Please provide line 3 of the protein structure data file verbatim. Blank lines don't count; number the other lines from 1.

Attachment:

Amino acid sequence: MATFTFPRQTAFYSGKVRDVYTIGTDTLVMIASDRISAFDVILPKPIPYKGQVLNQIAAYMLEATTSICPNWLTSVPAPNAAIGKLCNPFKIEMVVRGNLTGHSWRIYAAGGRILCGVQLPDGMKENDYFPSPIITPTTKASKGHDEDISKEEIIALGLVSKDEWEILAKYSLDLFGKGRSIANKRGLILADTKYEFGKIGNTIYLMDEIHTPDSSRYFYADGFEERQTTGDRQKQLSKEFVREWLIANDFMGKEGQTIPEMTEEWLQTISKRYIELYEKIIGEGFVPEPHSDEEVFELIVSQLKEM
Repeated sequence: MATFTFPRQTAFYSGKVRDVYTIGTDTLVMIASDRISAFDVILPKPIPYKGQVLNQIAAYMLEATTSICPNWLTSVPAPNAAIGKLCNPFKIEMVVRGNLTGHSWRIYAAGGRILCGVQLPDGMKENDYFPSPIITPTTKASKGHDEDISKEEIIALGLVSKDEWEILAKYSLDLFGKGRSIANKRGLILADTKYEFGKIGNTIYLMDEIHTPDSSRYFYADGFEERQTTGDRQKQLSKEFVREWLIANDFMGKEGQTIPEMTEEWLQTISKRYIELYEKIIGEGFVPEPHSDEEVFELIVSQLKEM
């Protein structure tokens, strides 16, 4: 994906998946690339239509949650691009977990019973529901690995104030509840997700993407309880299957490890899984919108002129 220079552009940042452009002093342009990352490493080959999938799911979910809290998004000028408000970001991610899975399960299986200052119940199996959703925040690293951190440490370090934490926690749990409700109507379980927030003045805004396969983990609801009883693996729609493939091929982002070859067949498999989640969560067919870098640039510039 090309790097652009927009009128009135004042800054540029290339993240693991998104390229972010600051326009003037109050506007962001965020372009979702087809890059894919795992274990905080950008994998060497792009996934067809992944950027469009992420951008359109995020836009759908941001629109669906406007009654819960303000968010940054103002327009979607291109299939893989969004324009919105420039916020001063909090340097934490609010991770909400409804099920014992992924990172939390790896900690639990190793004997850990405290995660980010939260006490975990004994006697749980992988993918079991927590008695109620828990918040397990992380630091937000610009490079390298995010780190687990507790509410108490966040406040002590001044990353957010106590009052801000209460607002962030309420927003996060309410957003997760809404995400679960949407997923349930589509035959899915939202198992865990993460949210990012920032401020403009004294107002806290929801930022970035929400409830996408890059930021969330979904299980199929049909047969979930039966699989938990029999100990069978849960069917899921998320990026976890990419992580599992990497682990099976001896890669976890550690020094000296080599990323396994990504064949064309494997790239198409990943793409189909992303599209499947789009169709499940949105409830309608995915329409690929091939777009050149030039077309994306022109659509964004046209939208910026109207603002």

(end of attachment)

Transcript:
């Protein structure tokens, strides 16, 4: 994906998946690339239509949650691009977990019973529901690995104030509840997700993407309880299957490890899984919108002129 220079552009940042452009002093342009990352490493080959999938799911979910809290998004000028408000970001991610899975399960299986200052119940199996959703925040690293951190440490370090934490926690749990409700109507379980927030003045805004396969983990609801009883693996729609493939091929982002070859067949498999989640969560067919870098640039510039 090309790097652009927009009128009135004042800054540029290339993240693991998104390229972010600051326009003037109050506007962001965020372009979702087809890059894919795992274990905080950008994998060497792009996934067809992944950027469009992420951008359109995020836009759908941001629109669906406007009654819960303000968010940054103002327009979607291109299939893989969004324009919105420039916020001063909090340097934490609010991770909400409804099920014992992924990172939390790896900690639990190793004997850990405290995660980010939260006490975990004994006697749980992988993918079991927590008695109620828990918040397990992380630091937000610009490079390298995010780190687990507790509410108490966040406040002590001044990353957010106590009052801000209460607002962030309420927003996060309410957003997760809404995400679960949407997923349930589509035959899915939202198992865990993460949210990012920032401020403009004294107002806290929801930022970035929400409830996408890059930021969330979904299980199929049909047969979930039966699989938990029999100990069978849960069917899921998320990026976890990419992580599992990497682990099976001896890669976890550690020094000296080599990323396994990504064949064309494997790239198409990943793409189909992303599209499947789009169709499940949105409830309608995915329409690929091939777009050149030039077309994306022109659509964004046209939208910026109207603002």